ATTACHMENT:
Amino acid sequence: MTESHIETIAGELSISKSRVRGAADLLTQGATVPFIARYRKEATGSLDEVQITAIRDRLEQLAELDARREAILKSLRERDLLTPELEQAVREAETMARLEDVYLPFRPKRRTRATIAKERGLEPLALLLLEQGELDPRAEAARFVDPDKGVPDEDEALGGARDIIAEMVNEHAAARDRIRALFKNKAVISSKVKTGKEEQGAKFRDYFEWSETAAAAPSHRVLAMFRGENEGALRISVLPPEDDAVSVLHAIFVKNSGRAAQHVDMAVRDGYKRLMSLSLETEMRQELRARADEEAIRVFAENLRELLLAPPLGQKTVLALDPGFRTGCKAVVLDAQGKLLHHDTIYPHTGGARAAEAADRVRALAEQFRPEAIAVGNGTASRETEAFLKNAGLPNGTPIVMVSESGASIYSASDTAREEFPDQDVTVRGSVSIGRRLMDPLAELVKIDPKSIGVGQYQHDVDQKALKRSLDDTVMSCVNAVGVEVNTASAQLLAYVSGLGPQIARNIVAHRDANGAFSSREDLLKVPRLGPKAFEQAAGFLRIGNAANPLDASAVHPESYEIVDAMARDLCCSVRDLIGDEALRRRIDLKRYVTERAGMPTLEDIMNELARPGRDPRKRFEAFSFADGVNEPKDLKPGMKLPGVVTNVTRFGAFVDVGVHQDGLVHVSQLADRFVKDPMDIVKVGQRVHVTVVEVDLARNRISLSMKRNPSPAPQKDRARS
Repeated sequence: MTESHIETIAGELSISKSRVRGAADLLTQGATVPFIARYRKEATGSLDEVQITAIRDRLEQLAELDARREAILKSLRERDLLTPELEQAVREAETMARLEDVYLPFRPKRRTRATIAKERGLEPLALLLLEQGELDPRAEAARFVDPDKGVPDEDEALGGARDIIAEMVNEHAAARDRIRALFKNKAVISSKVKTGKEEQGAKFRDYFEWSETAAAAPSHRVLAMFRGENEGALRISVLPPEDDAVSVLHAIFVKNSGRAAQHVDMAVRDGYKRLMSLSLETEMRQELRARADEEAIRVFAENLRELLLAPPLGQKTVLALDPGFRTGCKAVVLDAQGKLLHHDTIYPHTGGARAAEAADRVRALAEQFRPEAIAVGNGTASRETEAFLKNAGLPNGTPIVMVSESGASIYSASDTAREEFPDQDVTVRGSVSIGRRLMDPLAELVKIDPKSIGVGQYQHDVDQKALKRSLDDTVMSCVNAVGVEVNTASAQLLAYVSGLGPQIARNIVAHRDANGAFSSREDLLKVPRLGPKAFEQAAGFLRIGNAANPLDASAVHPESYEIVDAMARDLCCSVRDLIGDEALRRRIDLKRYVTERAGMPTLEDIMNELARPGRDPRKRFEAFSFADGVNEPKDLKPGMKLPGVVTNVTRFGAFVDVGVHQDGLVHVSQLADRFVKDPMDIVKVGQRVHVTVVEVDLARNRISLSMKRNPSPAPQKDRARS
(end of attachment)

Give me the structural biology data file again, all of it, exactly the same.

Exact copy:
Amino acid sequence: MTESHIETIAGELSISKSRVRGAADLLTQGATVPFIARYRKEATGSLDEVQITAIRDRLEQLAELDARREAILKSLRERDLLTPELEQAVREAETMARLEDVYLPFRPKRRTRATIAKERGLEPLALLLLEQGELDPRAEAARFVDPDKGVPDEDEALGGARDIIAEMVNEHAAARDRIRALFKNKAVISSKVKTGKEEQGAKFRDYFEWSETAAAAPSHRVLAMFRGENEGALRISVLPPEDDAVSVLHAIFVKNSGRAAQHVDMAVRDGYKRLMSLSLETEMRQELRARADEEAIRVFAENLRELLLAPPLGQKTVLALDPGFRTGCKAVVLDAQGKLLHHDTIYPHTGGARAAEAADRVRALAEQFRPEAIAVGNGTASRETEAFLKNAGLPNGTPIVMVSESGASIYSASDTAREEFPDQDVTVRGSVSIGRRLMDPLAELVKIDPKSIGVGQYQHDVDQKALKRSLDDTVMSCVNAVGVEVNTASAQLLAYVSGLGPQIARNIVAHRDANGAFSSREDLLKVPRLGPKAFEQAAGFLRIGNAANPLDASAVHPESYEIVDAMARDLCCSVRDLIGDEALRRRIDLKRYVTERAGMPTLEDIMNELARPGRDPRKRFEAFSFADGVNEPKDLKPGMKLPGVVTNVTRFGAFVDVGVHQDGLVHVSQLADRFVKDPMDIVKVGQRVHVTVVEVDLARNRISLSMKRNPSPAPQKDRARS
Repeated sequence: MTESHIETIAGELSISKSRVRGAADLLTQGATVPFIARYRKEATGSLDEVQITAIRDRLEQLAELDARREAILKSLRERDLLTPELEQAVREAETMARLEDVYLPFRPKRRTRATIAKERGLEPLALLLLEQGELDPRAEAARFVDPDKGVPDEDEALGGARDIIAEMVNEHAAARDRIRALFKNKAVISSKVKTGKEEQGAKFRDYFEWSETAAAAPSHRVLAMFRGENEGALRISVLPPEDDAVSVLHAIFVKNSGRAAQHVDMAVRDGYKRLMSLSLETEMRQELRARADEEAIRVFAENLRELLLAPPLGQKTVLALDPGFRTGCKAVVLDAQGKLLHHDTIYPHTGGARAAEAADRVRALAEQFRPEAIAVGNGTASRETEAFLKNAGLPNGTPIVMVSESGASIYSASDTAREEFPDQDVTVRGSVSIGRRLMDPLAELVKIDPKSIGVGQYQHDVDQKALKRSLDDTVMSCVNAVGVEVNTASAQLLAYVSGLGPQIARNIVAHRDANGAFSSREDLLKVPRLGPKAFEQAAGFLRIGNAANPLDASAVHPESYEIVDAMARDLCCSVRDLIGDEALRRRIDLKRYVTERAGMPTLEDIMNELARPGRDPRKRFEAFSFADGVNEPKDLKPGMKLPGVVTNVTRFGAFVDVGVHQDGLVHVSQLADRFVKDPMDIVKVGQRVHVTVVEVDLARNRISLSMKRNPSPAPQKDRARS